It’s clear that large corporations have suffered or profited with changes in the exchange rate, the relationship between the United States dollar and the Colon of Costa Rica.
Today, more than one family keeps and eye on the dollar exchange, way beyond reading or listening to the headlines in the media. A typical family earning in colones has to be concerned, a one million Colones monthly salary just won’t cut it as the dollar exchange spirals upwards, with it increasing the price of basic goods and services. And, if like a typical upwardly mobile Costa Rican family, good changes the house mortgage or car loan is in dollars.
Earning in one currency and paying for goods and services in another can be good and bad. Or both.
In his book, the “Liberalización cambiaria en Costa Rica” (Exchange Liberalization in Costa Rica), economist and former president of Central Bank, Jorge Guardia Quirós, explains that for most of Costa Rica’s commercial life, there virtually was no monetary policy. Some can remember when the dollar exchange was ¢5.62, before the coming of the television and the Second Republic. This past week, the dollar exchange it ¢572.44.
According to Guardia, when currencies were tied to the gold standard, those were boring times of stability, until the administration of U.S President Richard Nixon who decided to turn his back to the gold. Once the gold standard was dropped, countries began printing more of their own currency. Inflation usually resulted, but for the most part abandoning the gold standard created more economic growth. (The Economy: The Exaggerated Fuss over U.S. Dollar Devaluation)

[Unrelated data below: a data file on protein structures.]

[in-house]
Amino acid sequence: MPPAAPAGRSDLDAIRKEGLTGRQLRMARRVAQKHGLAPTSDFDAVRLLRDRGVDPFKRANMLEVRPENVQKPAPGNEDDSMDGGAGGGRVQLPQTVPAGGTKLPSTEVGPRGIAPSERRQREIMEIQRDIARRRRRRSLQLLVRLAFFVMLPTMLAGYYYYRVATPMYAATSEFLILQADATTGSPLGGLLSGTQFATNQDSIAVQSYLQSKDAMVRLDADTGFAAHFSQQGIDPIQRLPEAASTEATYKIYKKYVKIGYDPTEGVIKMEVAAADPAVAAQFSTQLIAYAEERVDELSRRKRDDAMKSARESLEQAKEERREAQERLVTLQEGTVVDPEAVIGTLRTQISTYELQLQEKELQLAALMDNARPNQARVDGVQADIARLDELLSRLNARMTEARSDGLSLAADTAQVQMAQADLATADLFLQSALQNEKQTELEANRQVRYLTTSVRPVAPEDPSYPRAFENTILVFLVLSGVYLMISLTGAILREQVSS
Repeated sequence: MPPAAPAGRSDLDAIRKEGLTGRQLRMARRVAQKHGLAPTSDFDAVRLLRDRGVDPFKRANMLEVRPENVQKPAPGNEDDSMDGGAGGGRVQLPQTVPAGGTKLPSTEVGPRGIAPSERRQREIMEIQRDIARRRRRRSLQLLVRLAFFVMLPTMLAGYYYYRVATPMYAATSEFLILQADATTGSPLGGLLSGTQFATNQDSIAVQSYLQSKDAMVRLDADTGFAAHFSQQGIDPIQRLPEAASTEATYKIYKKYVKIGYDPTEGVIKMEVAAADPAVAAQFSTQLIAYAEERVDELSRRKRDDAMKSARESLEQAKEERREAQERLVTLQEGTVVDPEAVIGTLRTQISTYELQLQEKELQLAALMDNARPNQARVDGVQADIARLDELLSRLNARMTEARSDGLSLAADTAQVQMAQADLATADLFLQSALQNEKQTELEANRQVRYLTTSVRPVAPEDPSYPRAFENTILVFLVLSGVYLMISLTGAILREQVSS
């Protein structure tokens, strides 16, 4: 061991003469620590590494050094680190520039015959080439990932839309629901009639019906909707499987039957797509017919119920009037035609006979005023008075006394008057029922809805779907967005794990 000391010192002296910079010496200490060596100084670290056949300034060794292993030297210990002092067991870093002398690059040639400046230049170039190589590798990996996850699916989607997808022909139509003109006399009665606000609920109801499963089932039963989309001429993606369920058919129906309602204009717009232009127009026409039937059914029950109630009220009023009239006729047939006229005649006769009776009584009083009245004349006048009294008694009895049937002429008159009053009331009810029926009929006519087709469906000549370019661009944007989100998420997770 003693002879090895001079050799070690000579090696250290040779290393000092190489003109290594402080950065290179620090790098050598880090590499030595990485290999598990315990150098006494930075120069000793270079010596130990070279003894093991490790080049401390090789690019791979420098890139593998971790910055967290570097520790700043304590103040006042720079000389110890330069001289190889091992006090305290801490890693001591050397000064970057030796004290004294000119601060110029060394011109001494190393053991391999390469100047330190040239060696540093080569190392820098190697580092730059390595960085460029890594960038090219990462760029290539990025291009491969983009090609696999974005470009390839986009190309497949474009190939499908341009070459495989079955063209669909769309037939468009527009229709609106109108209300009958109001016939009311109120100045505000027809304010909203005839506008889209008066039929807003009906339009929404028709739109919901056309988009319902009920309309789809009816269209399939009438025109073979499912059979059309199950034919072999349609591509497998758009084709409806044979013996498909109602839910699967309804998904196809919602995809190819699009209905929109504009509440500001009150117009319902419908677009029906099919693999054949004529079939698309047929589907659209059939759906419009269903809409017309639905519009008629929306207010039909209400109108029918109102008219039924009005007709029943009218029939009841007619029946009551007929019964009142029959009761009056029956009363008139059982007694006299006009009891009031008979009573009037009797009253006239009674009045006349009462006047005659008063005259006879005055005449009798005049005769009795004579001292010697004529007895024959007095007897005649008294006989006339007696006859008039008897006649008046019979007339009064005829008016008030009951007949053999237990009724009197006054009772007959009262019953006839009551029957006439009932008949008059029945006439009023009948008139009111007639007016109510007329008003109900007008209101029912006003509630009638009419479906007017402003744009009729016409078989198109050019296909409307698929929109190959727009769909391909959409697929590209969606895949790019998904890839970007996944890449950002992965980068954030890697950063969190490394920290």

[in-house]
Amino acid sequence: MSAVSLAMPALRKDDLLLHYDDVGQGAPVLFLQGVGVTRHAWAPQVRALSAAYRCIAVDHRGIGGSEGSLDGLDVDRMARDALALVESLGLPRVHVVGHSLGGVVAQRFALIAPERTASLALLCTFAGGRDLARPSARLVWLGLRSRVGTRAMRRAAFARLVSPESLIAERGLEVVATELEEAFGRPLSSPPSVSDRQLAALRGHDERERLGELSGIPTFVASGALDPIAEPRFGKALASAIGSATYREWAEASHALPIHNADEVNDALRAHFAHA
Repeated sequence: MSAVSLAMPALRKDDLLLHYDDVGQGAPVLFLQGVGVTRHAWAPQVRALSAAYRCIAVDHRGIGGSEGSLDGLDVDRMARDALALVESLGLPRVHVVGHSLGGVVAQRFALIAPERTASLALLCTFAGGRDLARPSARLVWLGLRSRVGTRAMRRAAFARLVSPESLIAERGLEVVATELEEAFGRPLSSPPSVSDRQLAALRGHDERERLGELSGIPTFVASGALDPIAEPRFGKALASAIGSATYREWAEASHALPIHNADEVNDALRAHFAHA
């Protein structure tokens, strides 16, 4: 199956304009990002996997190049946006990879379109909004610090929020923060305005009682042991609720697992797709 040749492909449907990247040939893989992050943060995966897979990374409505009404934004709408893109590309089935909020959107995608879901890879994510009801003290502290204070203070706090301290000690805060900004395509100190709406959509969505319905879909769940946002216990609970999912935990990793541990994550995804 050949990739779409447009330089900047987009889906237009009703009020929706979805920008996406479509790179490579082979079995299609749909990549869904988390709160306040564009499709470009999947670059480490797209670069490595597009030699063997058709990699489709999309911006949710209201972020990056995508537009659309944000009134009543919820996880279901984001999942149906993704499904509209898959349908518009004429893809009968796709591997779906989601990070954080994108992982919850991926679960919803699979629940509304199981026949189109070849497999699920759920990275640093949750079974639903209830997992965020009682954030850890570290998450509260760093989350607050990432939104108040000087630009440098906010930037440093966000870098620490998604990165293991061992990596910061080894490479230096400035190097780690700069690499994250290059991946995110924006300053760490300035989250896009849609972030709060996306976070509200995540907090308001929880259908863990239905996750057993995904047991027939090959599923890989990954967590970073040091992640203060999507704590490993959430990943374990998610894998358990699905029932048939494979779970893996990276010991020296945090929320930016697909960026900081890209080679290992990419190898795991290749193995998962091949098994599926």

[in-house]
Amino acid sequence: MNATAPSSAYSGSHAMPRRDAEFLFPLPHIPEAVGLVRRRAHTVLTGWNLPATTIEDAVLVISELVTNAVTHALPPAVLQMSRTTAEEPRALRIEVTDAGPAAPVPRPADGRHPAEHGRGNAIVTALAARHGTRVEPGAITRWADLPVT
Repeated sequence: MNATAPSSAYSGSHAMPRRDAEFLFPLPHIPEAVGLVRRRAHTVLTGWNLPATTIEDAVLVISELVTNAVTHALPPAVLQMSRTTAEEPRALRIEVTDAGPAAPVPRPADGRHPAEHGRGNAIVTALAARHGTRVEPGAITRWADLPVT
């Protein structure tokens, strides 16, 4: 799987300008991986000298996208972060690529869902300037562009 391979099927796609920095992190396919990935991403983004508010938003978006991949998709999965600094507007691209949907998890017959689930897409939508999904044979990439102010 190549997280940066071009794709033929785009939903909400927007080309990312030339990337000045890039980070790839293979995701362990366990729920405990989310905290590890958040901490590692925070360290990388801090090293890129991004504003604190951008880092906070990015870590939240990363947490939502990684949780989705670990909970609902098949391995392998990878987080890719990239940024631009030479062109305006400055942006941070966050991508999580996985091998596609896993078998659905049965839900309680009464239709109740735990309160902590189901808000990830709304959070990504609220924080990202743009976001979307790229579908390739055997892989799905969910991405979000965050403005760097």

Guardia explains, in Cost Rica, since the government of Daniel Oduber (1974-1978) the country maintained the dollar at artificially low prices, despite the strong global economic expansion and increased flow of capital. During the aministration of Rodrigo Carazo (1978-1982), the fiscal deficit soared, as did foreign debt, triggering in the country the first major currency crisis.
In 1980 the dollar was worth ¢8.60 colones. By 1983 it had reached ¢40.50.
During the Alberto Monge (1982-1986) administration, the policy of mini-devaluations was introduced. In 1992, Jorge Guardia introduced the “flotación administrada” (managed float) – in which exchange rates fluctuate from day to day, but central banks attempt to influence their countries’ exchange rates by buying and selling currencies, but in October 2006, the Central Bank returned to the policy of mini-devaluations, setting a floor (¢500) and ceiling (¢800), called the “sistema de bandas”.
In contrast to these past few weeks, at the end of 2012, there was a large influx of dollars into the economy of Costa Rica. Former Central Bank president, Eduardo Lizano, explains, “it is like the farmer’s market, if you have too many oranges, the price falls”. At the time, says Lizano, there had been a steep appreciation of the colon and the Central Bank was buying up dollars in large amounts to keep the price at the floor of ¢500.
In contrast, during the past couple of months, the Central Bank has been selling its dollars to avoid steep increases in the exchange, that reached ¢572 last Thursday. Due to the Central Bank’s intervention, the exchange rate abruptly dropped ¢25 colones by the close of business Friday.
Everyone has their own opinion of what will happen to the dollar exchange in the coming weeks. For many, they believe that the presidential elections of April 6 will calms the waters.
A typical Costa Rican phrase is “we place out faith in God”, strangely very close to what is printed on the back of every U.S. dollar, “In God We Trust”.
With notes form La Nacion, El dólar: una historia de amores y odios